When you’re working on a big deal, it’s very easy to get too close to the wood to be able to see the trees. Often the first sign something is amiss is the deal isn’t closing. And it may be too late by then.
Is this the one?
Everything starts out fine. Client meetings happen. Needs and problems begin to be understood. The pursuit is on.
Often the first significant internal milestone is a qualification review. Terminology varies, but the question is always the same. Should the company invest in the deal or not?
Typically a great deal of effort goes into the qualification process. Every stone is turned to figure out if this deal is a runner or not.
When the pursuit gets approved, budget and bid team get allocated. Euphoria reins. This is the one.
Customer focus drifts
That’s often when the problem starts. Everybody involved is busy, busy busy. Bid team reviews usually focus on the solution, commercials and pricing.
At the same time the client focus very often drifts. Client meetings become much more solution orientated. The original problem everybody on both sides of the pursuit set out to fix slips from the top of the agenda.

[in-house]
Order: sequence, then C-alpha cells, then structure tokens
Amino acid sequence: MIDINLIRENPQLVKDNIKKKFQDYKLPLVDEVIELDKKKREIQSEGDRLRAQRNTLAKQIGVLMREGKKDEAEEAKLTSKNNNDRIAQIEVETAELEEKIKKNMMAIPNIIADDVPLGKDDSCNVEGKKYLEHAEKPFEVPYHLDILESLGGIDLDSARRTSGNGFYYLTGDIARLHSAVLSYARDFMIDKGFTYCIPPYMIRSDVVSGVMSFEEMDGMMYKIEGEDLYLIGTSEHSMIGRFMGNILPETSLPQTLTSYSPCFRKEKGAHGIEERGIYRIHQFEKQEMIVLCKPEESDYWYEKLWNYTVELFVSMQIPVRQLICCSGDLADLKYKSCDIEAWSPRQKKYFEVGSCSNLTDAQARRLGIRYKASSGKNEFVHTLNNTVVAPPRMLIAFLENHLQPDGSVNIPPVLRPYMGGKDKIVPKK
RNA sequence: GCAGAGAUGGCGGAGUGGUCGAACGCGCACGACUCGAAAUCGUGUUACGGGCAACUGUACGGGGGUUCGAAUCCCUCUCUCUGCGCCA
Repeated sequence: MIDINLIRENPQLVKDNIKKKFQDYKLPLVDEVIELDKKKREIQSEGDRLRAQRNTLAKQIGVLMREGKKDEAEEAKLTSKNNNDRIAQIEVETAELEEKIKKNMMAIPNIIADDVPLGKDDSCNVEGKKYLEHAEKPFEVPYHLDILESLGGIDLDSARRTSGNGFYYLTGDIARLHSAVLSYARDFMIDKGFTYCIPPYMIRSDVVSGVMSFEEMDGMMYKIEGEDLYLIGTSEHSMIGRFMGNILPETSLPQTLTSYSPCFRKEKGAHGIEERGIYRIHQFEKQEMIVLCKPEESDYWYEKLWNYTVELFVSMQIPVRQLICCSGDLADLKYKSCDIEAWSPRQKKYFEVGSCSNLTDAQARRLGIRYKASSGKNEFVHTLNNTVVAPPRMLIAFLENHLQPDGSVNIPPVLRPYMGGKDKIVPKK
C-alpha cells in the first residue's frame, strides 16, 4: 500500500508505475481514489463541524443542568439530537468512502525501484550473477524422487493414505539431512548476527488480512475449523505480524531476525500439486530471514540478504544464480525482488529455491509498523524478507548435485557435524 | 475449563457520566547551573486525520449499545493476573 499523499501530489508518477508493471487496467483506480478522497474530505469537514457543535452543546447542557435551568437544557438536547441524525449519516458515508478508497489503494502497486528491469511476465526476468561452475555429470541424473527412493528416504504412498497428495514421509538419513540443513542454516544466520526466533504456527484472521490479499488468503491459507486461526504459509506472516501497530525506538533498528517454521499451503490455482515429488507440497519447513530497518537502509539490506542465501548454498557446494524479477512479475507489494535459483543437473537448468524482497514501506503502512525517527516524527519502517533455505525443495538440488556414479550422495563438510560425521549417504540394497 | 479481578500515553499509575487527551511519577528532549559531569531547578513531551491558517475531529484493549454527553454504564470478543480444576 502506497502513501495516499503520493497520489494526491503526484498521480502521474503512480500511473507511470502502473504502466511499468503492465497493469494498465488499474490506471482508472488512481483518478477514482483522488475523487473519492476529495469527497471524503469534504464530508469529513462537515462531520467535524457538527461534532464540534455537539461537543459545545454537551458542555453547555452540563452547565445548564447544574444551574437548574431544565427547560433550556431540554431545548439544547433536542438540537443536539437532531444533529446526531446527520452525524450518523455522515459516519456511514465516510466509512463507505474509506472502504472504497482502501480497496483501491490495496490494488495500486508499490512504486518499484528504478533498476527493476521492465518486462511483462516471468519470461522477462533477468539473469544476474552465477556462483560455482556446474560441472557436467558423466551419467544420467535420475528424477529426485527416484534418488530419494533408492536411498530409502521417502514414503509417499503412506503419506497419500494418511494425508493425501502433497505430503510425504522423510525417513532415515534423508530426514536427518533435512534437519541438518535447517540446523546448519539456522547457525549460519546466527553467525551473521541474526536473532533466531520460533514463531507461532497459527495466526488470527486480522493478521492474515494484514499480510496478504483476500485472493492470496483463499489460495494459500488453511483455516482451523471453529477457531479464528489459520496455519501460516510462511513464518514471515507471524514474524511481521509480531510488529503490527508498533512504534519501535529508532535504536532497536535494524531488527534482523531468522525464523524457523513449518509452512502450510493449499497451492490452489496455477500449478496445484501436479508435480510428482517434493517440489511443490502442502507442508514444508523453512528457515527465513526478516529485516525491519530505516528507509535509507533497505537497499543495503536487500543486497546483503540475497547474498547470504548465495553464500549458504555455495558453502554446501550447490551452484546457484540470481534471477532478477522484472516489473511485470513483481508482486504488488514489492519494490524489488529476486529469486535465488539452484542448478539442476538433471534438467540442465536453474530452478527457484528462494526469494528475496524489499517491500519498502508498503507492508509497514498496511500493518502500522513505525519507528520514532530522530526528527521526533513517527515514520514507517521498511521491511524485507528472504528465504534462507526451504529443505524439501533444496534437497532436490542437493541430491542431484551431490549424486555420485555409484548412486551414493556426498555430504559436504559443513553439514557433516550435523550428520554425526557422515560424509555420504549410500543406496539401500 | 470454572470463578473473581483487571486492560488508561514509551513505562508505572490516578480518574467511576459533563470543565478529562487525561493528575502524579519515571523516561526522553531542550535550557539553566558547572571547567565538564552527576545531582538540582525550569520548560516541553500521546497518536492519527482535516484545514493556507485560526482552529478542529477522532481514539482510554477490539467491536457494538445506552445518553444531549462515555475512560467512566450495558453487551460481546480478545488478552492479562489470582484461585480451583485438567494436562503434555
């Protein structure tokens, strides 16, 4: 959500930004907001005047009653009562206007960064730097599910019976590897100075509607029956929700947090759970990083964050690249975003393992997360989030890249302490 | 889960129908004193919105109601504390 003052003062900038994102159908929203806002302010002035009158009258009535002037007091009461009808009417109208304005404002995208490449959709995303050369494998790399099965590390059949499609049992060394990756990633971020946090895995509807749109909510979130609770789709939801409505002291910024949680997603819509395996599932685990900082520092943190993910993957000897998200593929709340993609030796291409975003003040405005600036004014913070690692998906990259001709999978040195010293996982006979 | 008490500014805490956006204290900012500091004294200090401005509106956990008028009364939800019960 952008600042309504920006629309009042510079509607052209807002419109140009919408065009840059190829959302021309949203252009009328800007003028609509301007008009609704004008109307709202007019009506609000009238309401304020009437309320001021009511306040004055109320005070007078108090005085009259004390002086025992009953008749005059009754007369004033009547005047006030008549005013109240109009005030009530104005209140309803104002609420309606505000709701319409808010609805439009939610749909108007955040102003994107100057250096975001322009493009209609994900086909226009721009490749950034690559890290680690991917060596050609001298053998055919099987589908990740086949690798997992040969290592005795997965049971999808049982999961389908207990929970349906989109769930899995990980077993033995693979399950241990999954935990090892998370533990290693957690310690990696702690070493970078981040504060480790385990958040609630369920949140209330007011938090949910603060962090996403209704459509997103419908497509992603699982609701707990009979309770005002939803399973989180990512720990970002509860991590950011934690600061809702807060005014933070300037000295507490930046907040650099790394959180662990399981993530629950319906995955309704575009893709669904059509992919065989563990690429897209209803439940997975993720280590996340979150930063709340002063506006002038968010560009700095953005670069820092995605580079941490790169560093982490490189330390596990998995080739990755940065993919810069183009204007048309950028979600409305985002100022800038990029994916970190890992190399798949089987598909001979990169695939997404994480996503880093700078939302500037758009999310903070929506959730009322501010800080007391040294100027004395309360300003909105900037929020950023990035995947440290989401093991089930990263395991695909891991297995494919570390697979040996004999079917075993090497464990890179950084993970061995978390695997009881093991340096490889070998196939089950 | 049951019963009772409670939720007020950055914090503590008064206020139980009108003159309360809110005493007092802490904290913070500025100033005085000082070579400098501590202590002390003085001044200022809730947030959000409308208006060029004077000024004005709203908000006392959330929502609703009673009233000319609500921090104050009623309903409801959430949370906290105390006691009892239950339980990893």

Along the way the vendor company’s processes demand periodic reviews. Very often these focus on the viability of the solution, the financials and the risk register. Sure the customer gets a mention, but the focus has shifted.
That’s the nub of the problem. Vendor companies are concerned to make sure the deal works. They want to know risks are managed or laid off in some way. That profit can be made. All the time assuming the sales executive can keep the relationship going with the client.
Being the sales lead can be lonely
From personal experience leading a major pursuit can be a lonely existence. Very often you find yourself fighting your own company to shape what the client wants. You meet lots of internal desk-bound experts who will try to convince you they’re right and the customer’s wrong.
As the pursuit progresses you find yourself invited to endless reviews at which you’re walking a tightrope of getting the support you want and managing senior expectations. I’ve often found the client meetings way easier than the internal ones.
You need a deal coach
Enter the idea of the deal coach. I’ve helped many sales professionals close deals by helping them keep tight focus on the client relationships and manage internal expectations.
In lots of ways it makes sense. You’re right in the middle of the action and emotionally involved. Your manager probably is too.
But I’m an outsider. Who’s been there, seen it and done it. Who understands the pressures, without being emotionally involved.
I can ask you the hard questions nobody else will. I can be a neutral (and confidential) sounding board for ideas. I can spot gaps in your strategy and help you find ways to plug them. I can help you shape how the proposition is positioned with the client.
Here’s what to do next
If you’re interested in how this could help you, or feel I may be able to help you with some of the challenges you’re facing, please get in touch for an informal discussion.
There’s no commitment, we’ll just discuss your situation to see if working together might be a good fit. Contact me now.